NEW CASTLE —
Neighborhood Legal Services Association is looking for a new home.
Actually, it has found one — some vacant space formerly occupied by the police department at city hall.
However, the non-profit law firm is asking that it be given the space free of charge. Although Mayor Anthony Mastrangelo supports the idea, the decision for granting the space rests with council.
Some discussion on the request occurred at council’s work session two weeks ago. The matter is again on council’s agenda for tonight’s work session.
Neighborhood Legal Services, which has been in New Castle since 1974, is facing the closing of its office in the Temple Building and one in Butler because oaf funding cuts totaling $1.3 million over the last three years. Offices in Beaver and Pittsburgh will remain open.
The cuts, primarily in state and federal funds, also have resulted in the layoffs of 19 full-time staff members, according to Michelle DeBord, managing attorney for the association.
NLSA provides free legal service to help people with low incomes, the elderly and victims of domestic violence to resolve civil matters. Its cases include protection from abuse, landlord tenant disputes, mortgage foreclosures, Social Security disability and unemployment compensation hearings.
“What we’re trying to do is maintain an open door for the clients to come in,” DeBord said. “We can’t keep an office in every county. That’s why we’re looking for space that would be free.”
Explaining the reason for maintaining a local presence, DeBord said, “It’s a question of access. For people to call a place, it’s just another hurdle for them.”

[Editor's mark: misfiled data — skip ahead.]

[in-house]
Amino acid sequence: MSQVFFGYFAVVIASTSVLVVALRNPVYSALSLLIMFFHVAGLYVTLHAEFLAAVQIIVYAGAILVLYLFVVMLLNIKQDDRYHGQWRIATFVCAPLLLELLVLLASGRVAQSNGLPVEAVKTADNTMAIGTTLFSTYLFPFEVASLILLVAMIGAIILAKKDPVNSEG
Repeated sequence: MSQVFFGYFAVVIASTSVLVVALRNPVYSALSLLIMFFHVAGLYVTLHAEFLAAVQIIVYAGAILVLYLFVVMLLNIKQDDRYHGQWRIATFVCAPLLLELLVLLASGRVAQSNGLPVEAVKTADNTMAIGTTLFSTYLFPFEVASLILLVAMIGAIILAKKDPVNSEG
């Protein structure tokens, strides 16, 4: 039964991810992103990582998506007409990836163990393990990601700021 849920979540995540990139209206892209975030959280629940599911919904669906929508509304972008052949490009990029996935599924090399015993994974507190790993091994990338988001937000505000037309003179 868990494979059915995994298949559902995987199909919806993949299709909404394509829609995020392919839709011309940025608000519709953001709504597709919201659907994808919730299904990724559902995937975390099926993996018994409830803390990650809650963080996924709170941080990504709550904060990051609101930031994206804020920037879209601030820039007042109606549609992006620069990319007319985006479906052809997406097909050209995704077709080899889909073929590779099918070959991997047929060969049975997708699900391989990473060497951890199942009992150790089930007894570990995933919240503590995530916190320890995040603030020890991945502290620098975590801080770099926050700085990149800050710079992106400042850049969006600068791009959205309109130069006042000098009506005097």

Having people contact the office by telephone, she said, is not “the same as having a place where they can talk to a live person.”
If the office can’t obtain space in the county by the end of the year, the staff would be moved to Beaver and would travel back to New Castle for hearings.
“It wouldn’t be a good use of time,” DeBord said.
At council’s Sept. 10 work session, Councilman William Panella expressed opposition to the request, arguing the county should provide space. He said NLSA is “a substantial benefit to the county; that’s why the county should do it.”
Council president MaryAnne Gavrile argued in favor of having the office at city hall, saying most of the clients are from the city.
Christine Kirby, development officer for NLSA, said the firm looked at space on the third floor of the David P. Gettings Annex. However, she said “extensive renovations” would be required to provide handicapped accessible bathrooms for clients. She added that raising “that amount of money for a building that’s not ours” is not feasible.
Matthew Staniszewski, the city’s economic development director, has provided council with an analysis of the law firm’s request, listing the pros and cons.
Reasons listed in support include the fact that most clients are city residents and, aside from minor renovation and cleaning, there would be nearly no net change to the city’s finances.
On the negative side, he said providing free space could set a precedent for other organizations that faced budget cuts. Or, an organization may challenge why one entity is selected over another. Also, the city could potentially renovate the space and find a paying tenant.
Staniszewski did not recommend whether the request should be approved or denied.
By the numbers
A quick look at the Neighborhood Legal Services Association. They agency:
•Handled 811 cases in Lawrence County in the 2012-13 fiscal year that ended June 30.
•Helped nearly 2,000 individuals and families.
•Obtained $1,371,531.42 in back awards/settlements for clients along with $224,416.41 in total monthly benefits, thus having an economic impact in the county.